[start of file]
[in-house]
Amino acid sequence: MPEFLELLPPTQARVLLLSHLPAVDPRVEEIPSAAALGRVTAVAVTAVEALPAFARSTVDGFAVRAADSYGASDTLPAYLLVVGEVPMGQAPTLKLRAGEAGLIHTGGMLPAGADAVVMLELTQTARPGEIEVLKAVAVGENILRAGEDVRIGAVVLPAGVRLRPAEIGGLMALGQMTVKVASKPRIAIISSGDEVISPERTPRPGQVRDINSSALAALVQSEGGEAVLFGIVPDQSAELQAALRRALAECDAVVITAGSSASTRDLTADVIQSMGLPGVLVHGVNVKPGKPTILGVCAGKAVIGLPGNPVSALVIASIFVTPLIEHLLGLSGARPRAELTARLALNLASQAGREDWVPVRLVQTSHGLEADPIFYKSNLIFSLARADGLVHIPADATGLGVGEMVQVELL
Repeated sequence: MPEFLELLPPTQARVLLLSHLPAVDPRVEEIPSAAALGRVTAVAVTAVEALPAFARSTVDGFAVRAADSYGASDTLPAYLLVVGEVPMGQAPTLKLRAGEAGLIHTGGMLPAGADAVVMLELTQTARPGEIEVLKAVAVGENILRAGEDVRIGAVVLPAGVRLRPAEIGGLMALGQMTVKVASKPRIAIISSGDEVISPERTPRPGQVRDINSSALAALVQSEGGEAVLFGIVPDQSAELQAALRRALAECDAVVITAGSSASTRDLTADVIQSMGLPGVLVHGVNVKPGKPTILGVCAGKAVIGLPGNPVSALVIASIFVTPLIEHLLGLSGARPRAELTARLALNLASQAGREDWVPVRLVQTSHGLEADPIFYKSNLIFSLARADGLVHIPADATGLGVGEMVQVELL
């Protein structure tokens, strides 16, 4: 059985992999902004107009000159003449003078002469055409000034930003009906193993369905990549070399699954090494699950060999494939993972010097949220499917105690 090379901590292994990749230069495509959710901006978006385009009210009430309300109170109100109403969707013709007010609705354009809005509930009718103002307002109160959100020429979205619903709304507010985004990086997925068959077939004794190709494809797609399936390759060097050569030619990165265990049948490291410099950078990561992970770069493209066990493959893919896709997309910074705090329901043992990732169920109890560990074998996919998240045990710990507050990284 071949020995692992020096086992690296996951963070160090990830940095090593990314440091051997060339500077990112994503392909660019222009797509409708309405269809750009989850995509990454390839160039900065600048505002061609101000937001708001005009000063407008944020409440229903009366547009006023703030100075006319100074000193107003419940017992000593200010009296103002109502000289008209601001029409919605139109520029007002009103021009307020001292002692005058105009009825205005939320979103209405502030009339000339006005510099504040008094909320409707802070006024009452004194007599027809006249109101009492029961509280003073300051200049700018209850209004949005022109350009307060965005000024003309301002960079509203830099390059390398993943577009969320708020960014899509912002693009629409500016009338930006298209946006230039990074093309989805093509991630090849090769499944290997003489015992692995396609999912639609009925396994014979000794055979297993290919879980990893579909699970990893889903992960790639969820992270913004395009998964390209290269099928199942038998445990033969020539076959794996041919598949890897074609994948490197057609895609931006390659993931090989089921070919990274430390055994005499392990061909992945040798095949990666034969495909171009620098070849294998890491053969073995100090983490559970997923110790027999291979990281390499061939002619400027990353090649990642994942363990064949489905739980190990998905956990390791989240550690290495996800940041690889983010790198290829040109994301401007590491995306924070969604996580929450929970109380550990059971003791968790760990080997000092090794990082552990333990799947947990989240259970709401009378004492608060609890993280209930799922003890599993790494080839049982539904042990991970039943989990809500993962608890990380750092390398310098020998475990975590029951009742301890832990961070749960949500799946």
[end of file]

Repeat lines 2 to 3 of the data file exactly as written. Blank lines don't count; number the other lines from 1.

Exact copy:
Amino acid sequence: MPEFLELLPPTQARVLLLSHLPAVDPRVEEIPSAAALGRVTAVAVTAVEALPAFARSTVDGFAVRAADSYGASDTLPAYLLVVGEVPMGQAPTLKLRAGEAGLIHTGGMLPAGADAVVMLELTQTARPGEIEVLKAVAVGENILRAGEDVRIGAVVLPAGVRLRPAEIGGLMALGQMTVKVASKPRIAIISSGDEVISPERTPRPGQVRDINSSALAALVQSEGGEAVLFGIVPDQSAELQAALRRALAECDAVVITAGSSASTRDLTADVIQSMGLPGVLVHGVNVKPGKPTILGVCAGKAVIGLPGNPVSALVIASIFVTPLIEHLLGLSGARPRAELTARLALNLASQAGREDWVPVRLVQTSHGLEADPIFYKSNLIFSLARADGLVHIPADATGLGVGEMVQVELL
Repeated sequence: MPEFLELLPPTQARVLLLSHLPAVDPRVEEIPSAAALGRVTAVAVTAVEALPAFARSTVDGFAVRAADSYGASDTLPAYLLVVGEVPMGQAPTLKLRAGEAGLIHTGGMLPAGADAVVMLELTQTARPGEIEVLKAVAVGENILRAGEDVRIGAVVLPAGVRLRPAEIGGLMALGQMTVKVASKPRIAIISSGDEVISPERTPRPGQVRDINSSALAALVQSEGGEAVLFGIVPDQSAELQAALRRALAECDAVVITAGSSASTRDLTADVIQSMGLPGVLVHGVNVKPGKPTILGVCAGKAVIGLPGNPVSALVIASIFVTPLIEHLLGLSGARPRAELTARLALNLASQAGREDWVPVRLVQTSHGLEADPIFYKSNLIFSLARADGLVHIPADATGLGVGEMVQVELL